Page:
In Sports Illustrated’s cover package announcing that NBA center Jason Collins is gay, one paragraph is particularly telling. And Collins didn’t even write it. Instead, it was penned by Arn Tellem, Collins’ agent. Tellem writes that, upon hearing that Collins wanted to go public with his sexuality:
My only fear was that the announcement might influence his impending free agency. I wondered whether teams might be unwilling to risk potential problems with narrow-minded players. This, despite his reputation as a quintessential team player. “Jason,” I said, “could you possibly delay this until after you sign a new contract and have job security?”
So is it possible that the first active gay American male athlete — in a major pro team sport — might not play a game while he’s out? Collins is a 34-year-old free-agent coming off a season in which he averaged more fouls per game (2.2) than rebounds (1.6) and points (1.1). Traditionally, pro sports teams hate distractions. At worst, as Tellem mentions, Collins may make his teammates uncomfortable. His presence could also create a media circus, a dynamic that is more benign than latent homophobia, but still a locker room annoyance. If Collins isn’t productive enough to make a difference on the court, why should a team bother signing him?
At least one NBA coach, however, is convinced Collins will have a job next year. Lawrence Frank, who coached Collins in New Jersey from 2001-2004 as an assistant, and from 2004-2008 as a head coach, says that a player with Collins’ size (he’s seven-feet tall) and skill-set will always have an NBA gig. “Because he’s a professional veteran,” says Frank, who was fired as coach of the Detroit Pistons a few weeks ago, after coaching that team for two seasons. “Jason’s strengths do not show up in a stat sheet. He is the master of the intangibles. He’s a guy who can play 20 minutes and grab 2 rebounds, and the layman fan will say, ‘man, he has only two rebounds in 20 minutes.’ But they don’t realize that the guy who he’s matched up against has zero offensive rebounds. His frontcourt mate had nine rebounds because Twin [Collins' nickname on the Nets, since he has a twin brother, Jarron, who also played in the NBA] blocked his guy out every single time.
“Or they may say, ‘hey, he played 24 minutes and had one point.’ But they don’t realize all the screens he set to assist his teammates when he was out on the floor. Or the fact that he took three charges in 24 minutes.
“Look, in order to be a successful role player in the NBA, you have to embrace the role,” continues Frank. “A lot of guys think ‘role’ is a negative label, a limiting label. Jason took it as, ‘yeah, I understand who I am. I’m a post defender, I’m a help defender, I won’t make any game plan mistakes. I’m a screener, I’ll be a good passer.’ He’s a guy you’re not looking for 15 points from. And he’s a tough SOB. He’s a tough son of a gun. There were many, many days where are trainers said, ‘there is no way Twin could play tonight.’ And he always stepped in.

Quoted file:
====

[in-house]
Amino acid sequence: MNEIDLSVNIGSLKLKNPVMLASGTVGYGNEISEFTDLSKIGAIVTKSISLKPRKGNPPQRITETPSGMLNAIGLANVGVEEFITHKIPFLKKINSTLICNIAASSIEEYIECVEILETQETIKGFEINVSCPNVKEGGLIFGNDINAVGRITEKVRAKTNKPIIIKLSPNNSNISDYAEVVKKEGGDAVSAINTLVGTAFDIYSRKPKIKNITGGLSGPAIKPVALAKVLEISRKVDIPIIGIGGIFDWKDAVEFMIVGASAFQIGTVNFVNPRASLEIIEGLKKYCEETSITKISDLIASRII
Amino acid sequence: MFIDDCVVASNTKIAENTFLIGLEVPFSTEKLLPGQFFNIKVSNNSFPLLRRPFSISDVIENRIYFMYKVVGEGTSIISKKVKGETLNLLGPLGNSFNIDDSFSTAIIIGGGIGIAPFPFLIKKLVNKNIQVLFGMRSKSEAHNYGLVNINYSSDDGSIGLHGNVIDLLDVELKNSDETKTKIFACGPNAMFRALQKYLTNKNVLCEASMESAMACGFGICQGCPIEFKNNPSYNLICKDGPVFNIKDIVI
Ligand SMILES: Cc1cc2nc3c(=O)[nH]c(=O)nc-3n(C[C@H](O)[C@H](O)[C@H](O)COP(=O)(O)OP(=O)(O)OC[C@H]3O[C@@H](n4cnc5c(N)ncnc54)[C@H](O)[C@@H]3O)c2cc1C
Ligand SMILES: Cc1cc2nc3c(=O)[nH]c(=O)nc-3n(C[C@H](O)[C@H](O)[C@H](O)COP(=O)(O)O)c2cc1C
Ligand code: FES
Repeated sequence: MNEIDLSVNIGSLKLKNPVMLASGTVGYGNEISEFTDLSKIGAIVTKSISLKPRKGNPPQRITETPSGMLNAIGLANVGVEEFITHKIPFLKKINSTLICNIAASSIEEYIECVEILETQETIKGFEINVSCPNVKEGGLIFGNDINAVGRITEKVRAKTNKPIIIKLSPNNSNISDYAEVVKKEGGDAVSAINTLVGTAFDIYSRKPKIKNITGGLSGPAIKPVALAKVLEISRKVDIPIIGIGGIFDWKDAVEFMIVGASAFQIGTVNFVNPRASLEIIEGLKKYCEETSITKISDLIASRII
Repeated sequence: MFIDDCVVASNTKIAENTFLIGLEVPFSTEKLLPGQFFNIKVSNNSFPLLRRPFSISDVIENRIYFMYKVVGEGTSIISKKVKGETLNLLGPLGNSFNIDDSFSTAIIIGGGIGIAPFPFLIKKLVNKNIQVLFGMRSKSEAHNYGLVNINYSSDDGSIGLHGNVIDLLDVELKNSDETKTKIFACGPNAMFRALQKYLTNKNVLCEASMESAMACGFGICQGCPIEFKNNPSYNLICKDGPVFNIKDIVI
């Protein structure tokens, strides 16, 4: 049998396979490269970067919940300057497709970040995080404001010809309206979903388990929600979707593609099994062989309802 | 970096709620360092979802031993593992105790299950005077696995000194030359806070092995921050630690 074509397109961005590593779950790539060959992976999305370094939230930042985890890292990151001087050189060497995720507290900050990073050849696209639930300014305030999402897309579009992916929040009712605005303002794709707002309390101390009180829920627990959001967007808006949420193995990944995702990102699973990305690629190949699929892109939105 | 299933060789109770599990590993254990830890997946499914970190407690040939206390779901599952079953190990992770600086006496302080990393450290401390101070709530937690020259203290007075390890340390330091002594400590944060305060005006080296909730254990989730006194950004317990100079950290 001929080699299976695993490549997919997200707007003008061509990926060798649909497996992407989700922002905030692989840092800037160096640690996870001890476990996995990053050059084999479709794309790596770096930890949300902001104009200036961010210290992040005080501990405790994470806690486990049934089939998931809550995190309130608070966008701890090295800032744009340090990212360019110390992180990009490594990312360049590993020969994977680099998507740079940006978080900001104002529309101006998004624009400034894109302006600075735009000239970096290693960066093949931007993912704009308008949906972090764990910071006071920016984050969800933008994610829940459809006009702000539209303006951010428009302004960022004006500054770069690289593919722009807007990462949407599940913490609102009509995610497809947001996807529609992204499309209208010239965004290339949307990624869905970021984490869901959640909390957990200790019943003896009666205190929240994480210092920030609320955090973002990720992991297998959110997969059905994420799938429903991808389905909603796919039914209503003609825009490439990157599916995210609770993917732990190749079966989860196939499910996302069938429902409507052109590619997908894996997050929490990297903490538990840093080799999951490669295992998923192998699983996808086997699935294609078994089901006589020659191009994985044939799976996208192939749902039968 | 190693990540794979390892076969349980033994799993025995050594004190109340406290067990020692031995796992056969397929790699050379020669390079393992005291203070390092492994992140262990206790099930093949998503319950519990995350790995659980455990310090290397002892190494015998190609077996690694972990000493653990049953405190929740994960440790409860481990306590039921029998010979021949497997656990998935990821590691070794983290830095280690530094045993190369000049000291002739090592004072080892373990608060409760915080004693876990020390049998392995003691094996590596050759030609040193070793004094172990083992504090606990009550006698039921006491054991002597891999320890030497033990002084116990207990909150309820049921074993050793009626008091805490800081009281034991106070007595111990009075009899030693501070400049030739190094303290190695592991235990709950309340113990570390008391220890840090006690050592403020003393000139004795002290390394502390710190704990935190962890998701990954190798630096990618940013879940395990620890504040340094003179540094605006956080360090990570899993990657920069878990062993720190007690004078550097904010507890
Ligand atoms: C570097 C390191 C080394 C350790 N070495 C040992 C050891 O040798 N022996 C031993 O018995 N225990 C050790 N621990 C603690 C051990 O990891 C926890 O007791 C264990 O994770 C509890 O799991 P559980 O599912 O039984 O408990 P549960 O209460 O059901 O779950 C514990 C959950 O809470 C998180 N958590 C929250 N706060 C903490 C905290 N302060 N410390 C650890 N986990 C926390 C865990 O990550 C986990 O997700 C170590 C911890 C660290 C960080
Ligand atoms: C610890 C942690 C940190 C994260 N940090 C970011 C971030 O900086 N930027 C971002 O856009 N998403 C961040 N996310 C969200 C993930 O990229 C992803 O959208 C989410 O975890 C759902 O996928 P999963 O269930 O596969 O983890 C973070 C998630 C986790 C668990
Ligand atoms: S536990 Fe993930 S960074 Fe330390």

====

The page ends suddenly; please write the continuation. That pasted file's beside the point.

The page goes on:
“As a coach, you knows he always has your back. As a teammate, you know he always has your back. And that’s rare. Because sometimes, guys fall into one or the other. Jason was the guy who was always about winning.”
But Frank, if anyone, knows that NBA teams don’t need any extra media scrutiny. But he’s convinced Collins would have no negative impact. “It won’t become a distraction,” says Frank. “I’m telling you, in my eyes, this is how it will play out. Whatever team he goes to, there will be an initial story. And then everyone moves on. I’m telling you, it will not be an issue in the locker room. It won’t even move the needle in the locker room. It won’t be a ripple effect. People are going to embrace him because of who is he.”
Frank isn’t just naively sticking up for a former player. The novelty of a gay team-sports athlete will wear off pretty quickly. From a fan’s point of few, Jason Collins will still be the same 7-foot role player that he was this year, and in years past. He’ll either improve, or regress — just like the Jason Collins we thought was straight would have done.
And off-the-court, Collins could help a team increase its reach, to gay and lesbian fans in the community. “An owner may say, ‘here’s a guy who can strengthen our connection to our fan base, and be an ambassador,” says Paul Swangard, director of the Warsaw Sports Marketing Center at the University of Oregon. “‘Jason Collins offers value beyond wins and losses, so we might as well take a chance on him with our 13th roster spot.’ I hope that happens.”
Collins is confident it will. After Tellem asked Collins to delay his announcement until he signed a contract:
His response was immediate and unshakable. “My basketball career is important,” he said, “but the time has come to live my life. As supportive as my family has been, I feel terribly alone and isolated.” He also didn’t want to risk being outed. “I want to tell the world myself,” he said. “I have faith that other players will judge me by my past performance and what I bring to a team, and not by this announcement alone.”
Collins may not jump center come next opening night. But he’ll be on an NBA bench, ready to come in and change the game.